A wealthy investment banker led police on a 20-minute chase through central London on his bicycle after refusing to stop after he cut up a patrol car.
Tanneguy Marie De Carne, 53, a senior figure at banking giant Société Générale (SG), was fined almost £2,500 ($3,060, €2,800) by a judge who told him that "people do not like cyclists" and that he had damaged their reputation further.
The manic chase on, 21 March, saw De Carne run several red lights and cycle furiously along busy pavements through the City as he desperately tried to escape back to his £2.7m home in St John's Wood, north London.
The French-national ignored the police car's flashing blue lights and officers' repeated orders for him to stop.
He even did a frantic "sweeping" U-turn when the police car attempted to cut off his escape route by stopping in front of his path.
De Carne pleaded guilty to dangerous cycling and failing to stop for police at City of London Magistrates' Court on Wednesday (26 October).
He said the incident happened because he "panicked", adding that he regularly cycled home to relieve pressure from his fast-paced city job.
Chair of the bench, Catherine Hobey-Hamsher, said: "The offence was sustained in every possible way. A reasonable person would have stopped immediately."
Commenting on De Carne weaving in and out of pedestrians as he cycled along pavements, she added: "It is a silent danger, coming up behind people – they have no idea. And, above all, it diminishes the really rather low esteem cyclists already have. People do not like cyclists, and you are doing nothing to enhance their reputation."
Both De Carne's actions and the judge's disparaging comments about cyclists were later condemned by the charity Cycling UK. The organisation said it would write to City of London Magistrates' Court to complain that a judge with such views should not be presiding over cases involving cyclists.
PC Neil Hossack told the court De Carne's attempted cycle getaway began on Mansion House Street, in the City of London, at about 7.25pm.
He cycled through a red light before suddenly changing direction, riding through the central reservation and across the path of a marked police car, forcing it to break suddenly.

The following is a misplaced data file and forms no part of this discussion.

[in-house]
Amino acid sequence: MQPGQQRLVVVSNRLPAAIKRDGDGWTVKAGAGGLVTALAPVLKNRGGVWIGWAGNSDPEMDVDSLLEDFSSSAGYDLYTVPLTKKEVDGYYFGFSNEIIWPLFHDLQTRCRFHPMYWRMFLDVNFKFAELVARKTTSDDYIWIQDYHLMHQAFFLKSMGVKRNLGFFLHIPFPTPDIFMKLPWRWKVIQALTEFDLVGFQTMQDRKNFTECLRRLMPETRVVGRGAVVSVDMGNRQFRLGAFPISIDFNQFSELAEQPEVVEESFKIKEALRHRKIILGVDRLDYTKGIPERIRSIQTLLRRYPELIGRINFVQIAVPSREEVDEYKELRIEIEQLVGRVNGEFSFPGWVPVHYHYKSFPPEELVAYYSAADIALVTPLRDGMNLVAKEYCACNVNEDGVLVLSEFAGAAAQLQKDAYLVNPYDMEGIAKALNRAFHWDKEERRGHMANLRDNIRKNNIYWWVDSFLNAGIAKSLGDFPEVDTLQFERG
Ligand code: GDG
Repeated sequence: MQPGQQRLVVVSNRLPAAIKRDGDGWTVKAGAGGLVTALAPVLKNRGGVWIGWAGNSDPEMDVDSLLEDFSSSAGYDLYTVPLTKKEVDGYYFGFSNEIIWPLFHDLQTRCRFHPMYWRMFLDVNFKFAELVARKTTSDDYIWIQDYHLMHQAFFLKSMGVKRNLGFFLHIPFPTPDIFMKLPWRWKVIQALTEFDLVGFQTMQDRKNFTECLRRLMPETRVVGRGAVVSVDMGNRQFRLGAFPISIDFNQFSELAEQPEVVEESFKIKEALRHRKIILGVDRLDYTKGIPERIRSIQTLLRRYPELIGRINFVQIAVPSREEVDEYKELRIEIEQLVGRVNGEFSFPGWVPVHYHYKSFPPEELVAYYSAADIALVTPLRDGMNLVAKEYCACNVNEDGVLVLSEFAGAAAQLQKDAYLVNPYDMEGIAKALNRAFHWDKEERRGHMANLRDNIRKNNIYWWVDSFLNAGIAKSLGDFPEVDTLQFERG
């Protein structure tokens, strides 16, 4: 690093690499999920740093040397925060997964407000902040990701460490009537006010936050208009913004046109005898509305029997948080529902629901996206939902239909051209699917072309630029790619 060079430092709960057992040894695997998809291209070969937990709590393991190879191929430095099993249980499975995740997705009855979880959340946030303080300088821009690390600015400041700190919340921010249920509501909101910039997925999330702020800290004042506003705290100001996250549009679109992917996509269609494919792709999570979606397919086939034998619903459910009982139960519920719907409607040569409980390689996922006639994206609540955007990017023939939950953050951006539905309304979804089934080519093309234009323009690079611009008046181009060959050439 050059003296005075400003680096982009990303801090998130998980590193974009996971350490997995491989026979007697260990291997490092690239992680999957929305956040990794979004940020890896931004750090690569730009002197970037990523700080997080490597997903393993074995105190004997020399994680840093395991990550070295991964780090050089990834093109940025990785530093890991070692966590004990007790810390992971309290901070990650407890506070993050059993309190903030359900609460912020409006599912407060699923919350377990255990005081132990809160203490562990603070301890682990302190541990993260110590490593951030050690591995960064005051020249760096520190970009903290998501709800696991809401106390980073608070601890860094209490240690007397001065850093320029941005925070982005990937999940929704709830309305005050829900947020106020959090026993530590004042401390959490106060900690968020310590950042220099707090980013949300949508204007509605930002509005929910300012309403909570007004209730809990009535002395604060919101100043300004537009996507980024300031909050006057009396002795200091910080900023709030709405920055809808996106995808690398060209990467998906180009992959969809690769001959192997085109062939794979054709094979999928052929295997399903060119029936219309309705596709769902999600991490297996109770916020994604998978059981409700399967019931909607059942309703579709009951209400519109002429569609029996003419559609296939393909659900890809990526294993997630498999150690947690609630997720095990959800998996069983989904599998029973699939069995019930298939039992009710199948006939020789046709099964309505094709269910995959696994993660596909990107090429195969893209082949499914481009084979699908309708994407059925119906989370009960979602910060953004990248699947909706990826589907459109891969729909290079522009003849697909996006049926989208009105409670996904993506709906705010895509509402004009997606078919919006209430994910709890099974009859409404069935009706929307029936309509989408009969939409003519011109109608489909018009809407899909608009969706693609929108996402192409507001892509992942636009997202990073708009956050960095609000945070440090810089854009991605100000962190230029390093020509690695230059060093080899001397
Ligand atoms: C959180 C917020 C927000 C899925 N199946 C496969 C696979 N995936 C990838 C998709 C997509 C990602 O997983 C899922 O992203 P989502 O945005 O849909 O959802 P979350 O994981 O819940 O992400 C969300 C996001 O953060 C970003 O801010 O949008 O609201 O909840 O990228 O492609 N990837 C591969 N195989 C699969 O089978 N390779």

PC Hossack said: "A police car followed you, in order to speak to you about your cycling. As it pulled behind you, you did not stop."
The senior banker rode through another red light as he tried to escape the blue flashing lights of the police car, before turning down a side street full of pedestrians. When an officer got out of the police car to shout at him to stop, he circled back towards Mansion House Street and cycled "furiously" on a footpath full of people leaving busy bars. He evaded officers once more, doing a U-turn after being cut off by the police car, before eventually stopping.
PC Hossack said: "As you cycled again on to the footpath, the police officer shouted at you to stop, which you finally did so."
De Carne, who is global head of high yield capital markets at SG Corporate and Investment Banking, said: "I panicked. I thought I could continue cycling and I lost control. I am ashamed of what I have done, and it's a humbling experience, and again I am sorry.
"I am fortunate, obviously, that nothing serious happened at that time of evening, and it's been a stressful experience. I stopped as I realised the gravity and the reckless behaviour I was performing, and I spoke with the officers."
He said that he had never been to court before and had a clean driving license. He has also completed a cycle safety course since the incident.
De Carne was fined £1,250 for dangerous cycling and a further £1,000 for failing to stop. He was also made to pay £85 in court costs and a £125 victim surcharge.